And the quote from the farmer indeed appears to have been recycled. Who knows, perhaps he says the same thing lots of times...

      But the Youris article that most of this article is clipped from is less than two weeks old, and the quotes from the scientist did not appear at the treehugger article.

  3. Meanwhile, the EPA just OK'ed use of another (neonic-like) pesticide: sulfoxaflor.

    But they did issue an "advisory" to indicate just how safe it is to bees:

    Do not apply this product at any time between 3 days prior to bloom and until after petal fall”[during heightened pollinator activity]

    Notifying known beekeepers within 1 mile of the treatment area 48 hours before the product is applied will allow them to take additional steps to protect their bees. Also limiting application to times when managed bees and native pollinators are least active, e.g., before 7 am or after 7pm local time or when temperature is below 55oF at the site of application, will minimize risk to bees.

    From Beyond Pesticides

    Got no dime for civil suits, the time has come to be gone
    And though EPA assures a thousand times
    It’s time to ramble on

    • "Bee Safe"
      -- by Horatio Algeranon

      The pesticide
      Is safe to bees.
      Just move 'em out
      To arctic seas.

  4. Bayer's said their wonderful pesticides wouldn't hurt bees because bees can't come in contact with
    buried, treated corn kernels.

    Unless of course the bees are thirsty and do what they've always done - take a drink from available water.

    This video was posted 2009. IIRC, the Italian ban took place the year following initial problems for their beekeepers.

    Guttation water from neonicotinoid treated maize kills bees / or Die, bees, die !
    http://www.youtube.com/watch?v=e8Nsn4KvjwM

    • Bayer’s said their wonderful pesticides wouldn’t hurt bees because bees can’t come in contact with buried, treated corn kernels.

      Another problem (apart from the one you mentioned) is that the pesticide is systemic, which means it becomes incorporated into the plant as it grows. This eventually includes even the nectar and pollen.

      Many studies have shown that effects on bees can occur at low levels which do not kill the bees outright.

      Bees have highly complex systems of development, navigation, communication and hive maintenance which are all intimately related to nerve impulses (which the neonics interfere with), so it would not really be surprising that even low levels of pesticide can have a significant effect on the hive (whether it causes CCD or not)

      Just one example: the waggle dance conveys very specific information about the location of food sources from one bee to many other members of the hive. It's not hard to imagine how a chemical that interferes with nerve impulses could screw that up -- either in the bee doing the dance (picture a "drunken" bee) or the bees "monitoring" it.

      If bees get wrong information from the waggle dance they may fly out to a location that has no food, which, of course, is a complete waste from the standpoint of hive survival.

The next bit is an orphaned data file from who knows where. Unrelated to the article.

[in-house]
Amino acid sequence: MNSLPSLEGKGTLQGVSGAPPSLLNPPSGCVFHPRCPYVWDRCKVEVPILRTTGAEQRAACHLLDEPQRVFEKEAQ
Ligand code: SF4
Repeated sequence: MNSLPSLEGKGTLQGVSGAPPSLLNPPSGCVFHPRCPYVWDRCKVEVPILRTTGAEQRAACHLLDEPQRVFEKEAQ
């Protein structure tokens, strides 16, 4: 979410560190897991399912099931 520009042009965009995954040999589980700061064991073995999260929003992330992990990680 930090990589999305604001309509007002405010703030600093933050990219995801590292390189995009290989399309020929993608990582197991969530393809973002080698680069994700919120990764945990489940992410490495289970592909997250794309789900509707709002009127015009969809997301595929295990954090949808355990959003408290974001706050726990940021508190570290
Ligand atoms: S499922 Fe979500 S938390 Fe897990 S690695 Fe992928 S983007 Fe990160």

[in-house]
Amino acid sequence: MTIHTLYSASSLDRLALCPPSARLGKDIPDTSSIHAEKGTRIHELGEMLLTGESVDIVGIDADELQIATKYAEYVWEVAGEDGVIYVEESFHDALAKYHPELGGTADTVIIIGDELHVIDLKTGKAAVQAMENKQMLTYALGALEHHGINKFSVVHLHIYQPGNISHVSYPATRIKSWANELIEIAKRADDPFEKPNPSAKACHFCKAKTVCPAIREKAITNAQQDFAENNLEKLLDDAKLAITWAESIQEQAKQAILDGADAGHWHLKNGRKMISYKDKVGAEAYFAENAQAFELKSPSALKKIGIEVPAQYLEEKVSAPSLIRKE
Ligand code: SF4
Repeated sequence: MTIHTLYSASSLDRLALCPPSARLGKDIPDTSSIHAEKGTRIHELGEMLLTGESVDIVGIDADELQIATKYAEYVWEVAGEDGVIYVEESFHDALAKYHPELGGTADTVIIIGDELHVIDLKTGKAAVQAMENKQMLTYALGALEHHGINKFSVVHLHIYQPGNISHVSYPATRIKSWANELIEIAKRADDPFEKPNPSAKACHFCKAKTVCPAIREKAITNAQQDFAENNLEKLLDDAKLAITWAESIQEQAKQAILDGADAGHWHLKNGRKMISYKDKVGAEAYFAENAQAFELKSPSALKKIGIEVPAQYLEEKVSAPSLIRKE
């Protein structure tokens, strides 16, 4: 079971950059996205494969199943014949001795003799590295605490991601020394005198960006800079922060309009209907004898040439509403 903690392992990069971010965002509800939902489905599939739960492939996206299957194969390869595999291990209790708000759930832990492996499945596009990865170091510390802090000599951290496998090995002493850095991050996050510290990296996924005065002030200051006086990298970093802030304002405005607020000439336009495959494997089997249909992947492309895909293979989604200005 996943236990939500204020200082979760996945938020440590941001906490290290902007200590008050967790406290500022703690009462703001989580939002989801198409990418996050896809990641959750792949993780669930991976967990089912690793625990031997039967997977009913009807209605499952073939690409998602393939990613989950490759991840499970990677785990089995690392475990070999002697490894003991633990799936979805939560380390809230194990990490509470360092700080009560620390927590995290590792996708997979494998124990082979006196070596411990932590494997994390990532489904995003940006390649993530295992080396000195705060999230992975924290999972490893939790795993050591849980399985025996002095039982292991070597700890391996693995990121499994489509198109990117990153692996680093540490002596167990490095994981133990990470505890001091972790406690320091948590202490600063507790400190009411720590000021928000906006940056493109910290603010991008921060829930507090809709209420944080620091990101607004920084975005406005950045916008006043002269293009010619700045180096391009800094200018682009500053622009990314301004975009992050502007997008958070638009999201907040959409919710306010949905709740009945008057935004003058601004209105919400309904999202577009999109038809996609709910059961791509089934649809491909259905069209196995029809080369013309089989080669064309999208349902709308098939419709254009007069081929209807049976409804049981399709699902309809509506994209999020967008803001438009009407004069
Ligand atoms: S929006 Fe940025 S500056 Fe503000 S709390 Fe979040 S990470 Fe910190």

This appears to be just the latest example of humans mucking about with something that is far more complex than we imagine (perhaps even than we are capable of imagining).

      There may be a lesson here for "geo-engineering" on climate change as well.

  5. Neonicotinoid pesticides 'damage brains of bees' April 2013

    http://www.bbc.co.uk/news/science-environment-21958547

    "Scientists have found that two types of chemicals called neonicotinoids and coumaphos are interfering with the insect's ability to learn and remember."

    "Experiments revealed that exposure was also lowering brain activity, especially when the two pesticides were used in combination."

    I haven't followed all links posted above so that wasn't redundant. Can Monsanto can genetically engineer a tougher bee? One not so lazy that it will still work for us while brain-damaged.
    (Like American politicians do for big business.)

    HA writes:

    Exactly. Sunday our local paper had an editorial from a prominent climate scientist & IPCC author urging action on climate change. It filled half a page. And on the back of that editorial section was a FULL page ad from recently a spun-off coal fired merchant energy utility. They reassure everyone they will be providing cheap power with all the pollution cleaned up. grrrr.

  6. The undoubted fact that we are losing bees is a scandal. That this is not a worldwide public scandal with lots of coverage does not justify complaints that some attempts by people who actually notice harm being done involving some repetition. The bee thing is serious, and deserves serious attention. But as is often the case, when science and facts conflict with profits, even some progressives get skittish for fear of getting their toes wet in the attack machine of profits and marketing.

  7. http://news.sciencemag.org/sifter/2014/06/pesticide-may-be-the-new-ddt

    Neonics, the most widely used insecticides in the world, have been likened to the hazardous and now-banned pesticide DDT. The comparison was drawn after a group of scientists reviewed more than 800 papers about the chemicals and concluded that they are causing significant damage to animals such as honey bees, butterflies, earthworms, and birds. The study, named the Worldwide Integrated Assessment, describes how neonics act like a poison and cause instant death or long-term damage, including difficulty with eating and flight. 

    Source: The Independent, The Task Force of Systemic Pesticides

    In other news, half of the plants for sale at US big-box household stores turn out to have been pre-treated with these systemic pesticides, so you can buy what appears to be a clean plant, not put any pesticides out, and still kill bees in your home garden.

    http://www.makestickers.com/DesignReorder.aspx?SKU=90&DN=140623124000&cid=jymkguudqxvjzxepsxwdsis0#.U6hnT12qH4g.gmail